ST. PETERSBURG — After the not-guilty verdict on July 5, Russ Huekler, an alternate juror in the Casey Anthony murder trial, was hit with hundreds of insulting letters, e-mails, Facebook posts and phone calls from strangers calling him "ignorant" and "scum."
Then the death threat arrived.
All that anger aimed at him, even though Huekler did not actually participate in deliberations. But he had voiced support on TV for the jurors who did — many of whom are coping with experiences similar to Huekler's in the trial's aftermath.
One writer, aware that Huekler was a high school government teacher, said he could now teach his students how to go free after murdering someone. Another taunted that he could teach them how to lie to law enforcement. Many told him he shouldn't be allowed to teach.
Huekler, 51, also had to deal with his own mother and siblings complaining about the verdicts. And, to add further insult, he and the jury foreman were forced to change dinner plans they'd made during the trial to meet at a restaurant they both liked, Skyline Chili in Clearwater, after the trial.
A sign at the restaurant said: "Pinellas County jurors NOT welcome!!!"
Huekler tried to take it all in stride until the threatening letter arrived at his house several days after the verdict. "I know where you live," said the anonymous writer. "I hope you drown."
St. Petersburg police, upon learning that Huekler swims in his backyard pool every day, opened an investigation.
"After 43 days of doing their civic duty from 6 a.m. to 6 p.m., it was shocking to learn that some of the jurors weren't safe," said Huekler's wife, Ellen, a middle school math teacher.
Among the nasty letters was one from Pete Leary of Jamestown, R.I. He told Huekler that he and everyone else on the jury were "ignorant and self-serving idiots who let murderers walk among us."
Leary told the St. Petersburg Times he fired off the letter because he was furious that the jury didn't "connect the dots" as prosecutors advised.
"Why would those dumbbells get caught up in jury instructions about reasonable doubt when all it took was a little common sense to fill in the gaps and find her guilty?" he asked.
Because, Huekler said, jurors are not supposed to fill in the gaps.
Huekler isn't the only member of the jury still dealing with fallout from the trial.
Juror No. 12 retired from her job at Publix and moved to Tennessee after being threatened, Huekler and news reports said.
Juror Jennifer Ford reversed her decision to speak out after a few interviews, telling the Tampa Tribune: "If I knew what I know now, I probably wouldn't have been so honest."
A woman who said she was the mother of juror No. 7 but who did not give her name to a reporter who knocked on her door, complained about being harassed by people, especially the media. In the days after the trial she said they were all over the front yard and street.
"Thank goodness news people have a short attention span and Nancy Grace has moved on to the latest horrible murder," she said.
The jury that found Casey Anthony not guilty of murder, manslaughter or aggravated child abuse in the death of her toddler, Caylee Anthony, was made up of 12 jurors and five alternates from Pinellas County, shipped to Orlando for the six-week trial. All those who have so far spoken out agreed there was not enough evidence to convict.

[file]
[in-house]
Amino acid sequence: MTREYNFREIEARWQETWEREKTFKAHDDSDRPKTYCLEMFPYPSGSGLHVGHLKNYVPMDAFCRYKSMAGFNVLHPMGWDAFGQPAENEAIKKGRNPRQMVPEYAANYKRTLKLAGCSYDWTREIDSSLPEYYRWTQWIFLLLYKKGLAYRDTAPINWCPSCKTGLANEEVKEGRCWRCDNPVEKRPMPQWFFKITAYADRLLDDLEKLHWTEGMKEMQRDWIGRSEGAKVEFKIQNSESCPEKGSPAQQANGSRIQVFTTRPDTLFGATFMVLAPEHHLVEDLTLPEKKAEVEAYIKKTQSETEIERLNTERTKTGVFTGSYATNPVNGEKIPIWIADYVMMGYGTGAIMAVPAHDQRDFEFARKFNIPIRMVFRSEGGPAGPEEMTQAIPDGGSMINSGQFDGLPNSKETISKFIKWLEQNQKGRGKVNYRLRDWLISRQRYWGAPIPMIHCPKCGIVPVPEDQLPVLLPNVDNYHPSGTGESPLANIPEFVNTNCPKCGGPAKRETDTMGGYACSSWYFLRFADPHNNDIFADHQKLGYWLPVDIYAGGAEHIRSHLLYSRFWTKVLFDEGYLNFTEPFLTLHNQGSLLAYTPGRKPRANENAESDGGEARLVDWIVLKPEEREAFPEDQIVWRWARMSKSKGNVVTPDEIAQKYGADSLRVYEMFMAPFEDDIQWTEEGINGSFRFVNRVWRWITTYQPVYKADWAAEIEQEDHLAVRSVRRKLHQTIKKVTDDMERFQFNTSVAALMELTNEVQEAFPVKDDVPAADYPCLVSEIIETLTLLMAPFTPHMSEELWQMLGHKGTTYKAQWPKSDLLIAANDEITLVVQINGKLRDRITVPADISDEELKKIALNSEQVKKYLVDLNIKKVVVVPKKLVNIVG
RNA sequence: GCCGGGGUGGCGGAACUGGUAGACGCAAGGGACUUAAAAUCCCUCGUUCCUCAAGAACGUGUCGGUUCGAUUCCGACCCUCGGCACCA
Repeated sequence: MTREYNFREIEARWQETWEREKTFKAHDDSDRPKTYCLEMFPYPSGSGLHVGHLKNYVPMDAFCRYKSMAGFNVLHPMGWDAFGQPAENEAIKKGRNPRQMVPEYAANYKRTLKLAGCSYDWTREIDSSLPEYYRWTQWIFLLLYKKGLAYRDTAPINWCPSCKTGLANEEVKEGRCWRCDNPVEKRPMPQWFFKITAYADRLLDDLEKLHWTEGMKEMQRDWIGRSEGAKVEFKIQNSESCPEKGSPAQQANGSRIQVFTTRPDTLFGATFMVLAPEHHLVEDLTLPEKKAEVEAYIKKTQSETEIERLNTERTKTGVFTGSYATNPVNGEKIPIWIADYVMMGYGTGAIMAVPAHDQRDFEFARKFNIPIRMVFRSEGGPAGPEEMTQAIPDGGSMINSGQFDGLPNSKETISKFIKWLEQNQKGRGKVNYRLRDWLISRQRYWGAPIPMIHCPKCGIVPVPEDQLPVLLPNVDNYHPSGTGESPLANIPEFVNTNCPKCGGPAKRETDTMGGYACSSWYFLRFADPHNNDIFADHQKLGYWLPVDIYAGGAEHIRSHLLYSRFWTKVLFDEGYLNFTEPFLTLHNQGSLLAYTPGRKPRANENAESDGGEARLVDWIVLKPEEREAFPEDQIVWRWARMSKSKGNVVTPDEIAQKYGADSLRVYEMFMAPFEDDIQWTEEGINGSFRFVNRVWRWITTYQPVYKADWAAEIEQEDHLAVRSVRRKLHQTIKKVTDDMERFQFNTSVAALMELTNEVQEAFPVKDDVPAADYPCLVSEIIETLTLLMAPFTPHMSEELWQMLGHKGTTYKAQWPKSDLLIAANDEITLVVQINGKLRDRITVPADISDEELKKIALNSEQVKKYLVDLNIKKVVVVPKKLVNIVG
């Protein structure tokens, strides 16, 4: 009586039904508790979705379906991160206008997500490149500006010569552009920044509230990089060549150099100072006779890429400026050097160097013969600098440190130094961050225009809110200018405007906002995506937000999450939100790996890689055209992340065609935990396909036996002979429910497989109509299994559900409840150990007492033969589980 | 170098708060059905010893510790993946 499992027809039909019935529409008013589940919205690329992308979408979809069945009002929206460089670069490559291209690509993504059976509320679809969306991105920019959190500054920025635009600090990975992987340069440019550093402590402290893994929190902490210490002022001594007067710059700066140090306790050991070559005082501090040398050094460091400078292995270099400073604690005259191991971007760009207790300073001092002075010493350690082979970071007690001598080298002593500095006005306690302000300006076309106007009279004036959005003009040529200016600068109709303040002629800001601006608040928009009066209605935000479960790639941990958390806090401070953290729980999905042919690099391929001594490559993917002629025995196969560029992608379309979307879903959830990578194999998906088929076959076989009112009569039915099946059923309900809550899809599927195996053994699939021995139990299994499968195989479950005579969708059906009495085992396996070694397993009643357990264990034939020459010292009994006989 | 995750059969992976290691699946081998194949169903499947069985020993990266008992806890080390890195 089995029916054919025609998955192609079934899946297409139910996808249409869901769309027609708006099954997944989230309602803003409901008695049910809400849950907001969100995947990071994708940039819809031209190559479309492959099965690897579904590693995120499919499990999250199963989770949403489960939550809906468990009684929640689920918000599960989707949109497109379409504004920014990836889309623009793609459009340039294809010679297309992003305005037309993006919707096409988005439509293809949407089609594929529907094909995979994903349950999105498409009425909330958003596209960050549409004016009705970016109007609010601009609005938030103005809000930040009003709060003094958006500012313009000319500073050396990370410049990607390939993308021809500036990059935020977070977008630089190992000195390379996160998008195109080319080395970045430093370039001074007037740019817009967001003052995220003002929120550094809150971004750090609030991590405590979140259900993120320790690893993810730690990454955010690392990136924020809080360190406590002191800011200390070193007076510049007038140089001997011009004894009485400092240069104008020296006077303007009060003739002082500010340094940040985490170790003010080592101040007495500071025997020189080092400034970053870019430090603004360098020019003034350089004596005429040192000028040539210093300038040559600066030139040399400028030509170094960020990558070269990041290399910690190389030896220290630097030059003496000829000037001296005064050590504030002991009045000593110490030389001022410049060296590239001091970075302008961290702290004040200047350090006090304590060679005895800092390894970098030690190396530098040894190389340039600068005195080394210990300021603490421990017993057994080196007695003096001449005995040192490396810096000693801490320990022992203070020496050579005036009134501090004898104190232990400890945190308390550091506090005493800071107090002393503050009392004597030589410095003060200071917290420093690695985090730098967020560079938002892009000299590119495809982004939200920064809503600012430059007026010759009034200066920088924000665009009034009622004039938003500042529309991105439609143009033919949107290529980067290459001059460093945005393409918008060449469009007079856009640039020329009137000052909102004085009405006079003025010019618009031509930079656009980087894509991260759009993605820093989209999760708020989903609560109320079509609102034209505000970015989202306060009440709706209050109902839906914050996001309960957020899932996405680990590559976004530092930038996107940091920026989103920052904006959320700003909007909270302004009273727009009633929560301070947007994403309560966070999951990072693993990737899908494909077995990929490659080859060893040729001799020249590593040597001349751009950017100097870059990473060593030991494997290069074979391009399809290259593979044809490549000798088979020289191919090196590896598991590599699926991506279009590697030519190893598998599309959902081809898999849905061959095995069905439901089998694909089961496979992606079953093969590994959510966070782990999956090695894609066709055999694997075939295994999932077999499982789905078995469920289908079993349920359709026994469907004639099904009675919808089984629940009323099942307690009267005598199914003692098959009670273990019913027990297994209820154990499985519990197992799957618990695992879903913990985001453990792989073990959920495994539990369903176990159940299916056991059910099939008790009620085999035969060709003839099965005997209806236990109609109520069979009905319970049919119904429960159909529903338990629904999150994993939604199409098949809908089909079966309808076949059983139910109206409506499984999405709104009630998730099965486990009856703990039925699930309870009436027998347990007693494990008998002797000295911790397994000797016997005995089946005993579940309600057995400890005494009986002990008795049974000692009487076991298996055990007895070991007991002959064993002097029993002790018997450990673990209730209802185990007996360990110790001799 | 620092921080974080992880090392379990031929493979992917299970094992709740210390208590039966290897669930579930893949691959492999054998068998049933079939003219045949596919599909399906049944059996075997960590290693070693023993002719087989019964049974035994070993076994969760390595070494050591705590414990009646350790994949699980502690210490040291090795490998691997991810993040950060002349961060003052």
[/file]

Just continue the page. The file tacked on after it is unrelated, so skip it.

Making up the jury, according to news coverage and descriptions from fellow jurors: Eight men and nine women. Christian, Jewish, atheist. Black, white. Ages 25 to 71. Gay and straight. Democrat, Republican and independent. All have at least graduated from high school, nine have university diplomas, five have master's degrees. "The jury was a true cross section of what makes up America," Huekler said.
So, why the disconnect with the American public over the verdicts?
Huekler offers two theories:
• The jury was not privy to inadmissible evidence that the public heard from courtroom sidebars and news.
• And, according to jury instructions, jurors couldn't find Casey guilty beyond a reasonable doubt of first-degree or second-degree murder or manslaughter or aggravated child abuse without knowing the time and cause of Caylee's death.
For first-degree murder, according to the instructions, jurors had to know that the time between premeditation and murder was "long enough to allow reflection." Since they didn't know when Caylee died or how, they couldn't know this, he said.
For the other charges, the instructions said repeatedly that they had to know beyond a reasonable doubt that Casey Anthony's acts caused the death. "Again," Huekler said, "without knowing the time and manner of death, they couldn't know this beyond a reasonable doubt."
The jury instructions said each juror had to have an "abiding conviction of guilt" that did not "waver and vacillate" and was solely based on the "evidence introduced in the trial."
"It wasn't that we believed Casey was innocent," he said. "But we knew it wasn't enough to think she was probably guilty based on her lies. To follow what the law required, we needed to be definite."
Yet the Hueklers say that life is finally starting to get back to normal. The insults have stopped. No more threats. Strangers seldom approach them when they go out to dinner. He is starting to put together new lesson plans for his fall classes, based on what he says his court experience taught him.
"That our Constitution works."
Times researcher Caryn Baird contributed to this report. Meg Laughlin can be reached at firstname.lastname@example.org.